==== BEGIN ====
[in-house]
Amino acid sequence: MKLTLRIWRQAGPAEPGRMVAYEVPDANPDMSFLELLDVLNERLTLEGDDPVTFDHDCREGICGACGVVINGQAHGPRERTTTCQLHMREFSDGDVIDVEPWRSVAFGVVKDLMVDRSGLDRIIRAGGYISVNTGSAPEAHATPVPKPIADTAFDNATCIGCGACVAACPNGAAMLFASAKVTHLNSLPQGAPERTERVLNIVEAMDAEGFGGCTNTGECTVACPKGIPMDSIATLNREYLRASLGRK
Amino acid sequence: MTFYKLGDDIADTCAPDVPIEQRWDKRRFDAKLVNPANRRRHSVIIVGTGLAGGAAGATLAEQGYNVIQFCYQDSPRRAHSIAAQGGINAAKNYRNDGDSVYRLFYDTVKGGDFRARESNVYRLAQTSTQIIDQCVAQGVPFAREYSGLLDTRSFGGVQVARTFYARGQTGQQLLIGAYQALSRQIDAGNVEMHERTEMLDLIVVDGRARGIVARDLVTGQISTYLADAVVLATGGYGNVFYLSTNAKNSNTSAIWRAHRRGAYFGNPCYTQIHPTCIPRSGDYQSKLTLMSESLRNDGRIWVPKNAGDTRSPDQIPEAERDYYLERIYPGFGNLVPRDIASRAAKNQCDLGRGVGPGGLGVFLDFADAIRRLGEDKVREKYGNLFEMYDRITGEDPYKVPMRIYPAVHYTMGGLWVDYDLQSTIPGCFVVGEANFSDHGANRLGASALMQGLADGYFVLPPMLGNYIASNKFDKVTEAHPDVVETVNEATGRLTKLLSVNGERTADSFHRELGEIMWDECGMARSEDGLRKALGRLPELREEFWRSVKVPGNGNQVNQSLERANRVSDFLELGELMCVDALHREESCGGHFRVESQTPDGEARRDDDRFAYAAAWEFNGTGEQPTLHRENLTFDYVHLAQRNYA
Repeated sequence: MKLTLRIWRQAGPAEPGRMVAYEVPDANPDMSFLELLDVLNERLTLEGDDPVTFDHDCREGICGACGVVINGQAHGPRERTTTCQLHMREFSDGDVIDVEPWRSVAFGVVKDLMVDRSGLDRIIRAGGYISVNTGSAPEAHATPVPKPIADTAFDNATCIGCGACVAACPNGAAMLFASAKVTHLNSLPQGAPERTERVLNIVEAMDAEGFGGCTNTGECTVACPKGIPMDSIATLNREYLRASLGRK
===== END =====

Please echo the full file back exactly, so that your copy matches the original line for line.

[in-house]
Amino acid sequence: MKLTLRIWRQAGPAEPGRMVAYEVPDANPDMSFLELLDVLNERLTLEGDDPVTFDHDCREGICGACGVVINGQAHGPRERTTTCQLHMREFSDGDVIDVEPWRSVAFGVVKDLMVDRSGLDRIIRAGGYISVNTGSAPEAHATPVPKPIADTAFDNATCIGCGACVAACPNGAAMLFASAKVTHLNSLPQGAPERTERVLNIVEAMDAEGFGGCTNTGECTVACPKGIPMDSIATLNREYLRASLGRK
Amino acid sequence: MTFYKLGDDIADTCAPDVPIEQRWDKRRFDAKLVNPANRRRHSVIIVGTGLAGGAAGATLAEQGYNVIQFCYQDSPRRAHSIAAQGGINAAKNYRNDGDSVYRLFYDTVKGGDFRARESNVYRLAQTSTQIIDQCVAQGVPFAREYSGLLDTRSFGGVQVARTFYARGQTGQQLLIGAYQALSRQIDAGNVEMHERTEMLDLIVVDGRARGIVARDLVTGQISTYLADAVVLATGGYGNVFYLSTNAKNSNTSAIWRAHRRGAYFGNPCYTQIHPTCIPRSGDYQSKLTLMSESLRNDGRIWVPKNAGDTRSPDQIPEAERDYYLERIYPGFGNLVPRDIASRAAKNQCDLGRGVGPGGLGVFLDFADAIRRLGEDKVREKYGNLFEMYDRITGEDPYKVPMRIYPAVHYTMGGLWVDYDLQSTIPGCFVVGEANFSDHGANRLGASALMQGLADGYFVLPPMLGNYIASNKFDKVTEAHPDVVETVNEATGRLTKLLSVNGERTADSFHRELGEIMWDECGMARSEDGLRKALGRLPELREEFWRSVKVPGNGNQVNQSLERANRVSDFLELGELMCVDALHREESCGGHFRVESQTPDGEARRDDDRFAYAAAWEFNGTGEQPTLHRENLTFDYVHLAQRNYA
Repeated sequence: MKLTLRIWRQAGPAEPGRMVAYEVPDANPDMSFLELLDVLNERLTLEGDDPVTFDHDCREGICGACGVVINGQAHGPRERTTTCQLHMREFSDGDVIDVEPWRSVAFGVVKDLMVDRSGLDRIIRAGGYISVNTGSAPEAHATPVPKPIADTAFDNATCIGCGACVAACPNGAAMLFASAKVTHLNSLPQGAPERTERVLNIVEAMDAEGFGGCTNTGECTVACPKGIPMDSIATLNREYLRASLGRK